Launches — Punk: periodical collection, On self-publishing practices

Paul Gangloff’s book Punk: peri­od­ic­al col­lec­tion, On self-pub­lish­ing prac­tices launches on Septem­ber 28th 2012 at San Ser­riffe in Ams­ter­dam and on Octo­ber 2nd at B32 in Maastricht…

A book by Paul Gan­gloff in col­lab­or­a­tion with Dav­id Ben­newith, Chris­tophe Boutin, Didi­er Christen, Hans-Chris­ti­an Dany, Stephan Dille­muth, Mar­tijn Haas, Domi­n­ique Hurth, Alexi Kukuljevic, Ina Kwon, Axel Loytved, Emilio Mac­chia, Vasil­is Marmata­kis, Pierre Mar­tin, Maria­gio­vanna Nuzzi, Roberto Ohrt, Bavo Olbrechts, Alan Smart, Gee Vauch­er.
The first half of fan­zine stands for fan as in fan­at­ic. The fan makes a fan­zine about his or her idol. The word punkz­ine came as a sub­sti­tute at a point when punk rejec­ted fan­at­icism, which has to do with ador­a­tion.
Zines are not designed; rather, they are made. Mak­ing a zine could be a way to become a design­er, but it may also be a way out of the pos­i­tion of design­er. On the one hand, it is a ques­tion of self-empower­ment: rather mak­ing a zine than inscrib­ing one­self into exist­ing magazines. On the oth­er hand, it is about over­step­ping the bound­ar­ies of a pro­fes­sion, in order to play sev­er­al roles as a dilet­tante.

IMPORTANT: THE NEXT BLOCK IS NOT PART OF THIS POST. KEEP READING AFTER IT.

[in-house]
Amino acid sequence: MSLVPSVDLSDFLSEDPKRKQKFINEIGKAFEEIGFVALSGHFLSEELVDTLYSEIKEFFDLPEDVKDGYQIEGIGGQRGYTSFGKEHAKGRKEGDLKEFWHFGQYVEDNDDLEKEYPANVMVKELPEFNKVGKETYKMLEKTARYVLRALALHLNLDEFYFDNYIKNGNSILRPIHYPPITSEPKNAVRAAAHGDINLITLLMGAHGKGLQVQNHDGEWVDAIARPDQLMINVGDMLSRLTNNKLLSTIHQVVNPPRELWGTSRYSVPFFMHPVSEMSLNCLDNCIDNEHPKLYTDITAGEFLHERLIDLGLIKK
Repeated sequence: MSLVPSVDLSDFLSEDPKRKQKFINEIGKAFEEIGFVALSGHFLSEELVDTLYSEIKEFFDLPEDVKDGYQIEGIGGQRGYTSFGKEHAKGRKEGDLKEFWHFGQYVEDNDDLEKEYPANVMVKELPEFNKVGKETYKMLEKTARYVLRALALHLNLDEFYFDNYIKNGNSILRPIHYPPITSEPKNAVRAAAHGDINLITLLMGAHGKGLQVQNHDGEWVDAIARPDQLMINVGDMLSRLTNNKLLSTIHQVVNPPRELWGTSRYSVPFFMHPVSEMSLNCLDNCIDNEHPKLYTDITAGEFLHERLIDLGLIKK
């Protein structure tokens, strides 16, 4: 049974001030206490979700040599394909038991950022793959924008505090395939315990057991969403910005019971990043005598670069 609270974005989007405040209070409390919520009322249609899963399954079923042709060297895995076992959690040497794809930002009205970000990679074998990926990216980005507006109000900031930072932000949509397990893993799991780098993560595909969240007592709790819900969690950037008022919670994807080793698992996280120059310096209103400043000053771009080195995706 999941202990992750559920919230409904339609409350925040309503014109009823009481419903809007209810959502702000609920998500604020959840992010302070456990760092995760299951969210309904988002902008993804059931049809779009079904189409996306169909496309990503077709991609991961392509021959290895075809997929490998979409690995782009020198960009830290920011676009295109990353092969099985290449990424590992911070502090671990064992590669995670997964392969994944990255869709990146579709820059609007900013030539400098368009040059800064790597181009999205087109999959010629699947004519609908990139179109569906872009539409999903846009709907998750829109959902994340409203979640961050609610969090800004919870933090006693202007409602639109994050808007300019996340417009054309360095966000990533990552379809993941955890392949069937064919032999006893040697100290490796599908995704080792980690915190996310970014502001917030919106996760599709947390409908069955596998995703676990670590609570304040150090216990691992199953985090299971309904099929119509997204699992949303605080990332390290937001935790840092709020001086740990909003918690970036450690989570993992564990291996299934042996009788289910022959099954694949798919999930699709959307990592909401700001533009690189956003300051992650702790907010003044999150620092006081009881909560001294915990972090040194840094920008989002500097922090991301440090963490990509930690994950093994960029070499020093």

Punkz­ines are not solely inter­est­ing as the visu­al style of a bygone epoch, as a ‘source of inspir­a­tion’ or for dir­ect recu­per­a­tion. Rather, things may be learned from a study of the spir­it in which they were made.”
 — Paul Gan­gloff

San Ser­riffe
Sint Annen­straat 30
1012 HE, Ams­ter­dam

Septem­ber 28th 2012, 6pm

B32
Bour­gognes­traat 32
Maastricht

Octo­ber 2nd 2012 at 6pm